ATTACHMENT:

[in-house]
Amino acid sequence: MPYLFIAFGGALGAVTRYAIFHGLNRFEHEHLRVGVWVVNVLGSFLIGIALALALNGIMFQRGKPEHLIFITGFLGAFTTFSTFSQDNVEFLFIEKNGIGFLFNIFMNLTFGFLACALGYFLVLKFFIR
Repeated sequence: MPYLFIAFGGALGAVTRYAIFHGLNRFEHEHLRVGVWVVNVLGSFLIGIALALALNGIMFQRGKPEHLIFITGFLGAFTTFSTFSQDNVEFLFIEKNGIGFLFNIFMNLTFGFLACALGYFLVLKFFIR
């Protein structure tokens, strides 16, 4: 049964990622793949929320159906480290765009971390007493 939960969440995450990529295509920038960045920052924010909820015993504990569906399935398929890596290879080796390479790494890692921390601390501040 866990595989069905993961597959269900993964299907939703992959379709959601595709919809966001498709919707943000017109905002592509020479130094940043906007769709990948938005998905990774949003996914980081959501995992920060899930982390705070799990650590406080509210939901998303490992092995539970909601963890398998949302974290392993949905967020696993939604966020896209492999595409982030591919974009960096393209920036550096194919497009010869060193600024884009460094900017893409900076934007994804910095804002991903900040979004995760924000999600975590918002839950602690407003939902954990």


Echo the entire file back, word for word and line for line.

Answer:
[in-house]
Amino acid sequence: MPYLFIAFGGALGAVTRYAIFHGLNRFEHEHLRVGVWVVNVLGSFLIGIALALALNGIMFQRGKPEHLIFITGFLGAFTTFSTFSQDNVEFLFIEKNGIGFLFNIFMNLTFGFLACALGYFLVLKFFIR
Repeated sequence: MPYLFIAFGGALGAVTRYAIFHGLNRFEHEHLRVGVWVVNVLGSFLIGIALALALNGIMFQRGKPEHLIFITGFLGAFTTFSTFSQDNVEFLFIEKNGIGFLFNIFMNLTFGFLACALGYFLVLKFFIR
């Protein structure tokens, strides 16, 4: 049964990622793949929320159906480290765009971390007493 939960969440995450990529295509920038960045920052924010909820015993504990569906399935398929890596290879080796390479790494890692921390601390501040 866990595989069905993961597959269900993964299907939703992959379709959601595709919809966001498709919707943000017109905002592509020479130094940043906007769709990948938005998905990774949003996914980081959501995992920060899930982390705070799990650590406080509210939901998303490992092995539970909601963890398998949302974290392993949905967020696993939604966020896209492999595409982030591919974009960096393209920036550096194919497009010869060193600024884009460094900017893409900076934007994804910095804002991903900040979004995760924000999600975590918002839950602690407003939902954990």